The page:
Re: The use of const reference instear of getter

James Kanze <>
Wed, 6 Aug 2008 08:53:19 -0700 (PDT)
On Aug 6, 5:09 pm, Jerry Coffin <> wrote:

In article <a04e37a8-a709-40f6-ba20-7a783640d3bf@>, says...

[ ... ]

There _may_ be compilers for which this is true (I
certainly can't test with every one) but a quick test
shows that it's not necessarily the case. I put together a
quick bit of test code that created a const reference to a
public variable, and compared the code generated for
accessing the variable directly and via the const
reference. Unless I misread the code, there was on
difference between the two.

I'm curious which compiler you tested. A very quick test
showed that the extra reference increased the size of the
object with Sun CC, g++ and VC++.

I tested with g++ and VC++. I didn't look at the size of the
object file, but at the generated code -- the size of the
object file can be affected by all sorts of things unrelated
to the actual code.

I didn't look at the size of the object file. I looked at the
size of the object. In an array. Basically:

    class A1
        int const& r ;
        A1( int i ) : r( myI ), myI( i ) {}

        int myI ;
    } ;

    class A2
        A2( int i ) : myI( i ) {}
        int r() const { return myI ; }

        int myI ;
    } ;

On all of my machines, sizeof( A2 ) is 4. Depending on the
machine, sizeof( A1 ) is either 8 or 16.

For occasional use, it doesn't matter, but if you've got a large
array of the things, it could make a significant difference.

Most of the time, too, I don't have intermodule optimization
turned on, so if the constructor isn't inline, and the compiler
can't see what the reference was initialized with, it will have
to generate an additional level of indirection for each access.
(If the constructor is inline, of course, it shouldn't be too
difficult for the compiler to opimize, but it wouldn't surprise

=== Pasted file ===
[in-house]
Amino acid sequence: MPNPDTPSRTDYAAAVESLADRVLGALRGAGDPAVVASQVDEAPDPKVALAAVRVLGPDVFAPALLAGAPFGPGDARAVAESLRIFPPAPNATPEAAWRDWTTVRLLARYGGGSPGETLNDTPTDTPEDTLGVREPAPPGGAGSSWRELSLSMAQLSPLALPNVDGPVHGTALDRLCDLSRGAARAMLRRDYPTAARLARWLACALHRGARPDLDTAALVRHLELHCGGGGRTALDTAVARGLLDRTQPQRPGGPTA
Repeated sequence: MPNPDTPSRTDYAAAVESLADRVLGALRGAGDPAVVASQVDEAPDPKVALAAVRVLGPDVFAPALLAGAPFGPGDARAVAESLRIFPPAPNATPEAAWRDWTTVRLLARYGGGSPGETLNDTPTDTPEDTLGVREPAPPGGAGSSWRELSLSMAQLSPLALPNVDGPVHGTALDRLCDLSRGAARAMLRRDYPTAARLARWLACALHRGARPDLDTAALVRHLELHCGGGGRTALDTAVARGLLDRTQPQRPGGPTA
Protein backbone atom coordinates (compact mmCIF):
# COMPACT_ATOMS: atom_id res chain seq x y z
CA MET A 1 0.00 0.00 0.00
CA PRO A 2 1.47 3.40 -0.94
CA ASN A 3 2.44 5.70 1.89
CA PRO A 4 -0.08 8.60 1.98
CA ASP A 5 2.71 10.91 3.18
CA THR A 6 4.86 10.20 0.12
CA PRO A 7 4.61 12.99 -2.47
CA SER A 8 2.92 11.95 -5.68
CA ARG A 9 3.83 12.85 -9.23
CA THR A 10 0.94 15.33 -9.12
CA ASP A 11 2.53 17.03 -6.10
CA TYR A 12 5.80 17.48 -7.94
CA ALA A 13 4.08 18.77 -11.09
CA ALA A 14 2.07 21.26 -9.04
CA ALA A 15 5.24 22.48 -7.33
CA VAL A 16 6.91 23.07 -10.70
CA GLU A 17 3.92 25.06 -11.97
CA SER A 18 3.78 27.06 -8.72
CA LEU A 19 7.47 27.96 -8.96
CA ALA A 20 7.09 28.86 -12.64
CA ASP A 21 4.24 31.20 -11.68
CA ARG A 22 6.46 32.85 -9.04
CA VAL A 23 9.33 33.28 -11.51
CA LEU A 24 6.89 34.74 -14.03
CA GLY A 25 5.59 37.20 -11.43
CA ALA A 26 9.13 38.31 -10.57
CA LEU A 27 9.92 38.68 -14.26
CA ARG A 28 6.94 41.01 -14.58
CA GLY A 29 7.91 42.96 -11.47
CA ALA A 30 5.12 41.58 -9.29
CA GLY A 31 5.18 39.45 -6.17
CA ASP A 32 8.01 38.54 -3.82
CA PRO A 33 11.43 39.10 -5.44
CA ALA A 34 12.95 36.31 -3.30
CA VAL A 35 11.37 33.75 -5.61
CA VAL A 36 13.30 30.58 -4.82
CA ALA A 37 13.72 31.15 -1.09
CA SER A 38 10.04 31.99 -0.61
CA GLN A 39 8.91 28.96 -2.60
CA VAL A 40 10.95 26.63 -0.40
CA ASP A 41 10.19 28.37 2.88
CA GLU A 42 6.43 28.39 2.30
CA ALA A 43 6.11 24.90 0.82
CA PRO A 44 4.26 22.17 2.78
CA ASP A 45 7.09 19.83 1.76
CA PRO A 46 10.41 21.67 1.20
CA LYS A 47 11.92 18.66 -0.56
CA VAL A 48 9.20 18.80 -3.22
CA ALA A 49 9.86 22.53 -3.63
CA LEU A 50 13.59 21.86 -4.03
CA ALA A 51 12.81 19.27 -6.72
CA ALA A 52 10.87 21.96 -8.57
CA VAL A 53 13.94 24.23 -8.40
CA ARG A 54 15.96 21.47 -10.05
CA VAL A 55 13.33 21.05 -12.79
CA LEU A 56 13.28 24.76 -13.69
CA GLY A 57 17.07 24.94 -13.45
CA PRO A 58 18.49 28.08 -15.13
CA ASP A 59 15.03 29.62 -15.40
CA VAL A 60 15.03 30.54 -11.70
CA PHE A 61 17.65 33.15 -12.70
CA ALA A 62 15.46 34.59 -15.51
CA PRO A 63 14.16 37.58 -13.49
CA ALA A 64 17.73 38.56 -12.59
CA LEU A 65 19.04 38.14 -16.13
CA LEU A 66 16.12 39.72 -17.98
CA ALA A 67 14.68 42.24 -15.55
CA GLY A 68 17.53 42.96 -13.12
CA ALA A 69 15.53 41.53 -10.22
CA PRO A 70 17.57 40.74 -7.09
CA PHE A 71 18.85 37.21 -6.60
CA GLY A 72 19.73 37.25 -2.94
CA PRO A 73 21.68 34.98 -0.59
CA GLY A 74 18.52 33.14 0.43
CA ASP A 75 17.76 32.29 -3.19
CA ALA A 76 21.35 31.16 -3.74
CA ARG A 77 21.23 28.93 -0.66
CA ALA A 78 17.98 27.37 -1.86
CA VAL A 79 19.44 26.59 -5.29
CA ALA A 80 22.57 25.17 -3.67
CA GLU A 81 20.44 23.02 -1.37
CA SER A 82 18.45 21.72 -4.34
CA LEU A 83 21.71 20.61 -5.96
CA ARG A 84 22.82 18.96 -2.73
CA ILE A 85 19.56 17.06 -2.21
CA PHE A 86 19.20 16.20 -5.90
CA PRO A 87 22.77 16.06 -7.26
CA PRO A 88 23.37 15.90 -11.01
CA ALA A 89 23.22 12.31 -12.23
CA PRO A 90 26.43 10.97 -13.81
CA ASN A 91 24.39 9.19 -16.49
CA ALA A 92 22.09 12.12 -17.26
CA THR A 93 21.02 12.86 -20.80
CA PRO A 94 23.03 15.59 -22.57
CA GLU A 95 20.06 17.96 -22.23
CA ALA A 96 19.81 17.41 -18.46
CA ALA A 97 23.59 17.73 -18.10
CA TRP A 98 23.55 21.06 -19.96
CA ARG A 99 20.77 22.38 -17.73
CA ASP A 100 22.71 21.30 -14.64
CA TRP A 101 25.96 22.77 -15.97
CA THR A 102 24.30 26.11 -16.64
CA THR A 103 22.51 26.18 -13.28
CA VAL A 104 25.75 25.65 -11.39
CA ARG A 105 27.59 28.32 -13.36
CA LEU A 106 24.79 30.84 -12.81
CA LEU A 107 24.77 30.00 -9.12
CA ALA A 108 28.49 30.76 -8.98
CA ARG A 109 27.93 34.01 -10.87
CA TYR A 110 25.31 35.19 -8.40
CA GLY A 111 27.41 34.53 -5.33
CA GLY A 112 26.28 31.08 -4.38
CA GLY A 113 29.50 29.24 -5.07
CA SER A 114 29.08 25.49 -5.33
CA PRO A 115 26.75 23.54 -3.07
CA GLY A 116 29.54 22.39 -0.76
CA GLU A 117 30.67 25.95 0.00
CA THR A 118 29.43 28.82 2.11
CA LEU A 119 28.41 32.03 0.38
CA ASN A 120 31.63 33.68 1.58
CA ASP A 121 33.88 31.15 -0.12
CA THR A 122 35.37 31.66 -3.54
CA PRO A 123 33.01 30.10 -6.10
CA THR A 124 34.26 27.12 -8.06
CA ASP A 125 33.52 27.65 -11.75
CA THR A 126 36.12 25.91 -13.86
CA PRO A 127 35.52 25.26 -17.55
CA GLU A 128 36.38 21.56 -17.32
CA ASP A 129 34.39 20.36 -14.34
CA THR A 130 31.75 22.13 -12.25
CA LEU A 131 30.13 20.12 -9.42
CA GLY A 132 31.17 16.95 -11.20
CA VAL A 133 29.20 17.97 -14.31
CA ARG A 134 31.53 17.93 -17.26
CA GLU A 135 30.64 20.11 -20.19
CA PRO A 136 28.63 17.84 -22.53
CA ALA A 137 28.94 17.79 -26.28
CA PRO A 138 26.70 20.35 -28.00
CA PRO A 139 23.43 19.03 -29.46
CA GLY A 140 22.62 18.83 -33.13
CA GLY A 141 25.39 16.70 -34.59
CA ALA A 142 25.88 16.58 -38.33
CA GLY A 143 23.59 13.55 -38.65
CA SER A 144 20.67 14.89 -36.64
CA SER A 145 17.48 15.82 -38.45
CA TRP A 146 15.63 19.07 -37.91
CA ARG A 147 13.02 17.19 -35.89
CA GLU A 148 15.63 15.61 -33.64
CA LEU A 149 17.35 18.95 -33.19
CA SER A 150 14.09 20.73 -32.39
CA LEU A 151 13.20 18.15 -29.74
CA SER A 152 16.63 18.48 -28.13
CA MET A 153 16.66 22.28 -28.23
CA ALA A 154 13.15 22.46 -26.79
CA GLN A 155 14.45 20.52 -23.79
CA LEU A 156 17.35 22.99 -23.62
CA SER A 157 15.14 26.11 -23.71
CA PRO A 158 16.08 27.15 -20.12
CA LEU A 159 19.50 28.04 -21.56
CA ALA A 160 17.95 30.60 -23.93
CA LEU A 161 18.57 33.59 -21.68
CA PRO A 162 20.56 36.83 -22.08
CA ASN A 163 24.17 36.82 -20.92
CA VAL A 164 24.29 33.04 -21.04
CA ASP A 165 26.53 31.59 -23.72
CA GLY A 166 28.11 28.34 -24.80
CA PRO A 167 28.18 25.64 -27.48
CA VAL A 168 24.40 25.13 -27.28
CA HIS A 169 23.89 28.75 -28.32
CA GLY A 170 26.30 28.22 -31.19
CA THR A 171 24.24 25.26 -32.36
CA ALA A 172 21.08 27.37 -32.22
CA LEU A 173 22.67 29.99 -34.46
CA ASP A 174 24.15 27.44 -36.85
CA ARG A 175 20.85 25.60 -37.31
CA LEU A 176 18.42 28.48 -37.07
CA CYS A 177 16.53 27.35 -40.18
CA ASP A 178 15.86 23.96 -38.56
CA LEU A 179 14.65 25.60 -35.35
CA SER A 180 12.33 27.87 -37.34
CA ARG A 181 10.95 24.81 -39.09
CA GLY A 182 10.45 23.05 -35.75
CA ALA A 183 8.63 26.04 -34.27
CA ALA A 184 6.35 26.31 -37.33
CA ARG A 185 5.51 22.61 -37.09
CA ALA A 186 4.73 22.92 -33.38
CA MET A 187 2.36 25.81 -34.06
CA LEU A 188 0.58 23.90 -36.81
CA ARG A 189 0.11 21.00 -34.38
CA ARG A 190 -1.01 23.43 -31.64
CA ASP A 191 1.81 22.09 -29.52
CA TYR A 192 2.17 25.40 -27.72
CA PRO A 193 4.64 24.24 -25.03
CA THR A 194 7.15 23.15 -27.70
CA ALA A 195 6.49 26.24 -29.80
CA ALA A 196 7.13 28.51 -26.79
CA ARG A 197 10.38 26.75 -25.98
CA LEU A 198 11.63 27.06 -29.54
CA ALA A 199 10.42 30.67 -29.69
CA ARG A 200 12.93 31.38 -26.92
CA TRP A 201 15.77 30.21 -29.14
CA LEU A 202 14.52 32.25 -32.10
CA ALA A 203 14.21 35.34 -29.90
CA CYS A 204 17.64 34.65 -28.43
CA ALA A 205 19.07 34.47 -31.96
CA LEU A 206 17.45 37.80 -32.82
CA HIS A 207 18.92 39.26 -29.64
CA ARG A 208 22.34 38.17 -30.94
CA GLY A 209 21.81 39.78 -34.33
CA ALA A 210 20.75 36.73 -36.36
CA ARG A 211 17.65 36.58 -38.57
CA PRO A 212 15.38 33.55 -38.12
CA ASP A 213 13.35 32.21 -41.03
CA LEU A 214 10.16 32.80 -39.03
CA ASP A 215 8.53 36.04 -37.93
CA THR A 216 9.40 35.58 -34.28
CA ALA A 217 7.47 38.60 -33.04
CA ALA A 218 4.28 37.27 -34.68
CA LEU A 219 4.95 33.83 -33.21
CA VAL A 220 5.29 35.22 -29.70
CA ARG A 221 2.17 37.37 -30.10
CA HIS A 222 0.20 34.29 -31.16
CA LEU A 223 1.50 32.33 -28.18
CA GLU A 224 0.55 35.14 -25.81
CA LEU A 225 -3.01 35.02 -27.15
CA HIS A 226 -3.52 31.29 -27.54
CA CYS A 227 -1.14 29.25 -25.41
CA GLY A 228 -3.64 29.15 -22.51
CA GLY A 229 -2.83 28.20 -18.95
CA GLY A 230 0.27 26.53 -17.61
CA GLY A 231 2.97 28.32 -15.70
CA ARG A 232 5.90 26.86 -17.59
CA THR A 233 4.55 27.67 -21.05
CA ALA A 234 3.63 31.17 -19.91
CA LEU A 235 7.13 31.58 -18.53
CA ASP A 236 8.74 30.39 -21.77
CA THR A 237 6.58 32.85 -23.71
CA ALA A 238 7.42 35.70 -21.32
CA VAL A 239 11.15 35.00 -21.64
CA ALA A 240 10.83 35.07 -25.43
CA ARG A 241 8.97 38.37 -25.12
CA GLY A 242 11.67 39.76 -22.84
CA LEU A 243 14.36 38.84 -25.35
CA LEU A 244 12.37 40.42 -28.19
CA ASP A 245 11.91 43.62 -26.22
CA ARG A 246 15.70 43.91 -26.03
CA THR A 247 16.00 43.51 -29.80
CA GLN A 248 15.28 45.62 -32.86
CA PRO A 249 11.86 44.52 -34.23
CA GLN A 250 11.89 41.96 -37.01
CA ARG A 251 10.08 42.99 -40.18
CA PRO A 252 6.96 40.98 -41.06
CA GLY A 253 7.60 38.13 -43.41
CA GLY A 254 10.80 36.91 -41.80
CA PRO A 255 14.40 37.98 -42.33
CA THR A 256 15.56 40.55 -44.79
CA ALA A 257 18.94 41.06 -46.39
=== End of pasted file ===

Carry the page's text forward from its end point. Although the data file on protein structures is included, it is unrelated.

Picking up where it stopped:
me either if some didn't.)

[ ... ]

The idea is
interesting, however: attribute access should always use
variable access syntax, even if it means introducing some sort
of proxy.

I'll admit that sometimes it may be more work than it's worth -- but I
think the use of an accessor function should be recognized for what it
really is. Accessor functions represent a compromise in which you make a
class easier to implement at the expense of being more difficult (and
ugly) to use. That's directly contrary to (what I'd see as) the basic
point of using objects to start with though -- that it's worthwhile to
do extra work in implementing a class to make it easier to use.

Yes. In many ways, and accessor function can be considered a
hack around language constraints. If the element is logically
considered to be an attribute; of course.

    [A number of interesting considerations deleted...]

In the end, I guess, it's a question of making the rules simple
(either none or all of the data is public), and following
general practice (which isn't that bad), even though there are
better (cleaner, more elegant) solutions.

(In our case, we use functions for access even in our pure data
classes. Justified in this particular case by the fact that the
actual data class itself is automatically generated, with code
to support marshalling and data base accesses, but without any
code to support constraints, etc. The access functions are
virtual, and the actual code derives from the generated class to
implement the additional constraints. I'm not sure how to make
that work with your idea using proxies.)

James Kanze (GABI Software)
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